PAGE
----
fish13131 – posted 22 June 2004 14:31
I live outside Philadelphia and my home is new construction. Lawn was seeded last summer and is still fairly thin. In the fall I plan to overseed with a mixture of Bluegrass/Ryegrass/Creeping Red Fescue.
Question #1 – Should I slit seed or powerseed? Any advantage to either? My soil is in fairly good shape but still a little heavy on the clay.
Question #2 – I want to lime again in the fall. Can I do this at the same time as an over-seeding/fertilization or is that too much at once? I don’t want to harm the germination rate of the seed as I spent a lot of money on some quality grasses.
ted – posted 22 June 2004 20:17
if you have a new lawn you probably don’t need to dethatch yet. just overseed it in the fall. you can lime in the fall when you seed. how do you know you need lime??? need to soil test it first.
fish13131 – posted 23 June 2004 04:57
Thanks ted. Soil tested last year. Called for 50lbs per 1000 sq feet. Have not laid all that at once and have to do 10 more per 1000 sq feet this fall. Good to know I can do it at the same time.
So do you have a preference for slit or power seeding? Is slit seeding also de-thatching and is that why you brought up thatch?
cohiba – posted 23 June 2004 13:06
The main part of overseeding is to ensure good seed to soil contact. Powerseeding and/or slitseeding will give you the desired results: Bring soil to the surface to cover the seed. Here’s what we do: 1)Mow a little shorter than usual, without scalping.2) Broadcast out the seed at the desired rate: 4-8 lbs per 1000 sq.ft depending on the seed type and level of renovation.3) Slit seed in two directions, if the lawn can tolerate it, going deep(1.5″). 4) Drag a fence or drag mat around to ensure the seed is covered by the soil.5)Rake up debris and remove. 6)Fertilize if needed and keep moist, not wet. Mow when the new turf is up and growing.7) No Herbicides until late October, early November. In our area the best time to do this is in late August through September. Note: If Perennial Ryegrass is in your plan hold off until later in September. The reason for this is a disease called Gray Leaf Spot (Blast, down south). The tender new ryegrass will be desemated by this disease in September. We actually hold off until October with all of our ryegrass seeding.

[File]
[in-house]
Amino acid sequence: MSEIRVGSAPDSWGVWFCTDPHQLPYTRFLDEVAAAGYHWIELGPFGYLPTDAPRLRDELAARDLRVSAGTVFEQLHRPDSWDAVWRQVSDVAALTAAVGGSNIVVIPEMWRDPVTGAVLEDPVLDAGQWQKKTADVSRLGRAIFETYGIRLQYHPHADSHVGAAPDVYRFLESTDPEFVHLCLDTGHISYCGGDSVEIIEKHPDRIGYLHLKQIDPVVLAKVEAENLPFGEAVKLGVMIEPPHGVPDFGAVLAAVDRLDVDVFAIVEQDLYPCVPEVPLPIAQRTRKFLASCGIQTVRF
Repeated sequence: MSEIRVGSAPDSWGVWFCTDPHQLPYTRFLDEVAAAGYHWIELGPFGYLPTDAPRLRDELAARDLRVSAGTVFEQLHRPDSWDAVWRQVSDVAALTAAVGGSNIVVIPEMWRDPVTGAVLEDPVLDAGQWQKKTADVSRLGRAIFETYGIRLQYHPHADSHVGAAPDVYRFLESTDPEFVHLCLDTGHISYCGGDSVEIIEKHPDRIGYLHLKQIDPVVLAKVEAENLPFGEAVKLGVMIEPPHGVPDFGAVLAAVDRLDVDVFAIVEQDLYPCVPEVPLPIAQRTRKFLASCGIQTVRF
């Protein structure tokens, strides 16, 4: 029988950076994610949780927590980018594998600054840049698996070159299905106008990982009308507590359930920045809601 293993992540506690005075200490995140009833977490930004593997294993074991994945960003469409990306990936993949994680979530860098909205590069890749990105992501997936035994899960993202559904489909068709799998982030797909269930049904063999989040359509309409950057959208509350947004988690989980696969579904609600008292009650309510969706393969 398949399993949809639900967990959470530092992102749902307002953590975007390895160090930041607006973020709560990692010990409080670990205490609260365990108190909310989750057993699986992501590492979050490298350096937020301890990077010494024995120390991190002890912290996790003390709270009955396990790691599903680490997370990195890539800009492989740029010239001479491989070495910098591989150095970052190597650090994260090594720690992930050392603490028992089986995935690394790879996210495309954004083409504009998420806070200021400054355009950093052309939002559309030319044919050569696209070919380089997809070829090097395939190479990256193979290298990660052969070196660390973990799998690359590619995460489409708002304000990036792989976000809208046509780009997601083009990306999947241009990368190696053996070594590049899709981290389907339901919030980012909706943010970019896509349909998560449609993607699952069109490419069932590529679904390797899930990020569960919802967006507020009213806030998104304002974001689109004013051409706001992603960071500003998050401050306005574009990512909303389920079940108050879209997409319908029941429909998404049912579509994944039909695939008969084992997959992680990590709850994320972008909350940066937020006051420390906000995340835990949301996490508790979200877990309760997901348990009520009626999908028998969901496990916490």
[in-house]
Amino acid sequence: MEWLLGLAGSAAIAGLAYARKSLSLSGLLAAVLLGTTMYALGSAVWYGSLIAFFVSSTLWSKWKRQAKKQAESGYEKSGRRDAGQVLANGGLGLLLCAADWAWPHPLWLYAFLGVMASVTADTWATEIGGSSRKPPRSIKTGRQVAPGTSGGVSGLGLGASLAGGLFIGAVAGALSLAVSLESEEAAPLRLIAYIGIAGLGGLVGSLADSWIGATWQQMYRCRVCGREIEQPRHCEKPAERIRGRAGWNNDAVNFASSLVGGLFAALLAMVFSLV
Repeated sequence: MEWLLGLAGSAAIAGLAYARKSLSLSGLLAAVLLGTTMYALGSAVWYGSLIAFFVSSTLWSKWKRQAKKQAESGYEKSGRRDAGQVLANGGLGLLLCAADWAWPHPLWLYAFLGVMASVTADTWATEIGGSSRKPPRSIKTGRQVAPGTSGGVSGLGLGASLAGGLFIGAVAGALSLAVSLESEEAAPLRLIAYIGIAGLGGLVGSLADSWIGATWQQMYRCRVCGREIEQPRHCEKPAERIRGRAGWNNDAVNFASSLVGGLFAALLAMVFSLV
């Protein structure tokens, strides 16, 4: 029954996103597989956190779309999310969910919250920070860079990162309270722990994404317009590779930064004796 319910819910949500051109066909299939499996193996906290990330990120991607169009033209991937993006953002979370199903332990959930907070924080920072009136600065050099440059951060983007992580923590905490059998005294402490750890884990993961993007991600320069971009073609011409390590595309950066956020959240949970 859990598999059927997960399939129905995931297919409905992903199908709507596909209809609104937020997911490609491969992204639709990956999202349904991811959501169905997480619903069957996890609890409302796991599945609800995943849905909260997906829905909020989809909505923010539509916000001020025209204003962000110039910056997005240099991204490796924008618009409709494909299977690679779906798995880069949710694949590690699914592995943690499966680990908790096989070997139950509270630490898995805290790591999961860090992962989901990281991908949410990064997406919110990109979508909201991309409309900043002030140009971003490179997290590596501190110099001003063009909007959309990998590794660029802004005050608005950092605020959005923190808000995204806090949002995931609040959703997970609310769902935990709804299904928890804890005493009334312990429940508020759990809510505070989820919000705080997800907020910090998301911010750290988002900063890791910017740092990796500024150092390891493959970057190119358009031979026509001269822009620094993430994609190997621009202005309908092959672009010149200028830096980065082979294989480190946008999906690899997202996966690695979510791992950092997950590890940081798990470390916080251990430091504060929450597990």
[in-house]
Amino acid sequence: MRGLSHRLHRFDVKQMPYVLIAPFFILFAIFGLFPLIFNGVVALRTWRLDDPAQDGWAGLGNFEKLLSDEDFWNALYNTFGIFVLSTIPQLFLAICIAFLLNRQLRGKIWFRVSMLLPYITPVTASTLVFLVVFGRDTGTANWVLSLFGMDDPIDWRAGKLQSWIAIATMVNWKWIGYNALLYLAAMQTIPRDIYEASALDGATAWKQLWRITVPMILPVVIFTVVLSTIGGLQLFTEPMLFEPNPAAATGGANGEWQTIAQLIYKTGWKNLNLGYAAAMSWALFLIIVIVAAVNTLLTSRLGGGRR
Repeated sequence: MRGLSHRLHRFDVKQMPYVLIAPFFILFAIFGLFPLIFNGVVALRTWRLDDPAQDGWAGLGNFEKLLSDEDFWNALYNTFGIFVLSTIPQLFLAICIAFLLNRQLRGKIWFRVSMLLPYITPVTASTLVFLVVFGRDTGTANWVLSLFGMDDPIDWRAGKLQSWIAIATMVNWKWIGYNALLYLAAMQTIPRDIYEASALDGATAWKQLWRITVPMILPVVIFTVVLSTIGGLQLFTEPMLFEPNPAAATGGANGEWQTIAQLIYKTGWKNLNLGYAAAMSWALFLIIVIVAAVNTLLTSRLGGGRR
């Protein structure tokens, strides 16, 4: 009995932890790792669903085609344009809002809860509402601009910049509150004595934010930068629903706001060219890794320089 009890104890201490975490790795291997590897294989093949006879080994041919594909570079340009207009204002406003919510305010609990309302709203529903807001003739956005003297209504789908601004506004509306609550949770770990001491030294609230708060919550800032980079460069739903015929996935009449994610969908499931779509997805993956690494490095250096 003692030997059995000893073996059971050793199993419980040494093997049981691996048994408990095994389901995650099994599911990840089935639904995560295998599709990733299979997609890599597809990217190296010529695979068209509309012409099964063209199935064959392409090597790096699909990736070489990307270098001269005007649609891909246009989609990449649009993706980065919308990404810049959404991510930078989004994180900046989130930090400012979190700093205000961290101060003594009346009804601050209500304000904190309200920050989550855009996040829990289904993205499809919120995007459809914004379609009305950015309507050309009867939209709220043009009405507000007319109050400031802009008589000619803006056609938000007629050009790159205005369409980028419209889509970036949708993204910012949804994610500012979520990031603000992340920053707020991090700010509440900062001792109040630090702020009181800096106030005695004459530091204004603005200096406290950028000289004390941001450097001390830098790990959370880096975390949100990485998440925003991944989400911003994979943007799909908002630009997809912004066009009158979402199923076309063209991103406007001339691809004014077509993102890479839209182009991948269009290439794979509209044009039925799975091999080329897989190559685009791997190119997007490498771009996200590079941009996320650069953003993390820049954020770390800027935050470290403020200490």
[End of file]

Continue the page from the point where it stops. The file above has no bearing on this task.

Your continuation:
ted – posted 23 June 2004 20:06
that’s exactly it, but i can’t help but wonder why the dethatching? seems like a unnecessary step with a new lawn. i know it’s the ultimate method using a mataway overseeder, but i’m wondering if a typical homeowner needs to go this far? maybe a problem with thatch in rye i’m not familiar with?
cohiba – posted 24 June 2004 19:37
Pure rye will never, but NEVER have a thatch problem. Physiologically impossible. The same mechanical function that dethatches will bring up soil when adjusted to the correct depth. If compaction were an issue then I would recommend aeration in at least two directions to bring soil to the surface. In place of the slit seeding. The final determining factor may be the cost and availability of the rental equipment! Bottom line: For a successful overseeding you need these things: seed to soil contact, adequet moisture, correct temperatures, proper timing.
fish13131 – posted 25 June 2004 08:15
GOT IT. So go with the slit seeding and/or power seeding. I don’t have thatch so I assume powerseeding is okay?
And since there is rye in the mix wait until 3rd week of Sept.
ted – posted 25 June 2004 15:17
powerseeding IS slit seeding- the machine you may be able to rent is a Ryan Mataway overseeder- does seeding and dethatching in one pass. as cohiba said, you would want to make 2 passes with a half rate on the seed in a criss cross pattern. you can also rent a dethatcher and accomplish the same goal using a broadcast spreader afterwards. lots easier on a homeowner to rent a dethatcher, but i still don’t know why you couldn’t just overseed it. folks in texas with super thatchy st. augustine can overseed rye into 2-3 year old sod without doing anything! good luck